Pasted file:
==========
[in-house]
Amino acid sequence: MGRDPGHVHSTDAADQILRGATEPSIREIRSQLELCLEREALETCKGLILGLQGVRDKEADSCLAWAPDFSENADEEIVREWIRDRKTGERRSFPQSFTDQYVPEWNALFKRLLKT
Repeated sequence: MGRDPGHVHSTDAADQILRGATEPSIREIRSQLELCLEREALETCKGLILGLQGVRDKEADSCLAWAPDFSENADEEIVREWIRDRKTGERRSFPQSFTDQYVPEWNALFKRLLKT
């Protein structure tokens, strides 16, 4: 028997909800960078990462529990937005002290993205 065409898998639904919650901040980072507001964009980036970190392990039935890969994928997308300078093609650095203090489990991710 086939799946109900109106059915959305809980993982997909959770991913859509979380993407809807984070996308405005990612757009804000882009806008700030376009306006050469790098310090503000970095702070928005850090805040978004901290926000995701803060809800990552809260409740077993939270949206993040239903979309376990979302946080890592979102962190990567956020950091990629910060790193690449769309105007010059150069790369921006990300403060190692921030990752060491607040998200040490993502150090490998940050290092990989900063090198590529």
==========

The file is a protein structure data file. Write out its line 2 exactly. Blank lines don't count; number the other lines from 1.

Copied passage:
Amino acid sequence: MGRDPGHVHSTDAADQILRGATEPSIREIRSQLELCLEREALETCKGLILGLQGVRDKEADSCLAWAPDFSENADEEIVREWIRDRKTGERRSFPQSFTDQYVPEWNALFKRLLKT